1. The end of the draft
Sensing the public's disenchantment with the war, President Richard Nixon abolished the draft and shifted to an all-volunteer force before the 1972 election. The end of the draft was popular with mothers and on college campuses.
2. 18-year-olds granted the right to vote
18-year-olds could be drafted but not vote in a presidential election. The House and Senate passed a Constitutional amendment to lower the voting age to 18.
The Nixon White House recognized the electoral significance of these new voters and courted the 18-year-old vote.
55.4% of the newly franchised young voters went to the polls in 1972, the highest in history.
3. Banding together of military families
The families of American POWs and MIAs (Prisoner of War and Missing in Action) joined together to ensure that America did not forget the men unaccounted for in the war. They ensured that members of the Armed Services would always be respected for their service, even as the country debated the policies that sent them into war.
4. War: Getting out is tougher than getting in
The Vietnam War serves as an important lesson for today's national security policymakers. There is the Vietnam (and now Iraq) lesson that getting out of a war is much more complicated than getting into conflict, especially for a democracy such as our own.
During the Reagan years, the Pentagon offered a doctrine on military engagement requiring clear policy objectives, public support before engagement, and a predesigned exit strategy.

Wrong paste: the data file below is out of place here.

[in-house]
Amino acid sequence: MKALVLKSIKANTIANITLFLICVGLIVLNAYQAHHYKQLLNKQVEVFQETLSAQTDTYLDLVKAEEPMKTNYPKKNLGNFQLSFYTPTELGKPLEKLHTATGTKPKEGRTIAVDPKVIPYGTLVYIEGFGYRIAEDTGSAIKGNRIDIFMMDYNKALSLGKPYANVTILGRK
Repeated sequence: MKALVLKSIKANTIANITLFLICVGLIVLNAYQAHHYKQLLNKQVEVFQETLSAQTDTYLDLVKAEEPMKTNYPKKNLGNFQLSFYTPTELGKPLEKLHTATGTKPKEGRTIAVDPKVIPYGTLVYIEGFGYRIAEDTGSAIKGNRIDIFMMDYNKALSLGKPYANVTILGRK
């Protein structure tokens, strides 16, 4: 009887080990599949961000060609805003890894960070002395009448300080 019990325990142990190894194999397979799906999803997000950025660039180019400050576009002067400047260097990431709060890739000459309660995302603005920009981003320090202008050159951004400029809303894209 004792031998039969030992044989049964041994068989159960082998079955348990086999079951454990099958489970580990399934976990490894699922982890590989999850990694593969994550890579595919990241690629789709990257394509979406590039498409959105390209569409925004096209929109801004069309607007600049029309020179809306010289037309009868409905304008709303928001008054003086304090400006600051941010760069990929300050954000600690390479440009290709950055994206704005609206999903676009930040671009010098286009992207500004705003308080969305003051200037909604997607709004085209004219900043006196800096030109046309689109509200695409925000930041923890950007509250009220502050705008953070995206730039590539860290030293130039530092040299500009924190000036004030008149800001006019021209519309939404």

President George H. W. Bush followed these principles during the 1991 Persian Gulf War. But a decade later, the lessons of Vietnam resurfaced as U.S. forces returned to Iraq and found themselves locked into a ground war that lacked a clear political and diplomatic solution.
5. The rise of China and the toll of Watergate
The pressures to exit Vietnam produced two highly consequential Nixon White House actions.
First, the opening to China was driven by Cold War political realignment as American troops were departing Asia. In many respects, Nixon’s trip to China had a bigger impact on future events than the moon landings of the same period. China, fed by its opening to the West in early 1972, has become a global economic and political powerhouse.
The Watergate scandal led to Nixon’s resignation in 1974, the only presidential resignation in U.S. history. Together, the China trip and Watergate would shape American politics for decades.
Source: 5 Ways Vietnam War Changed America
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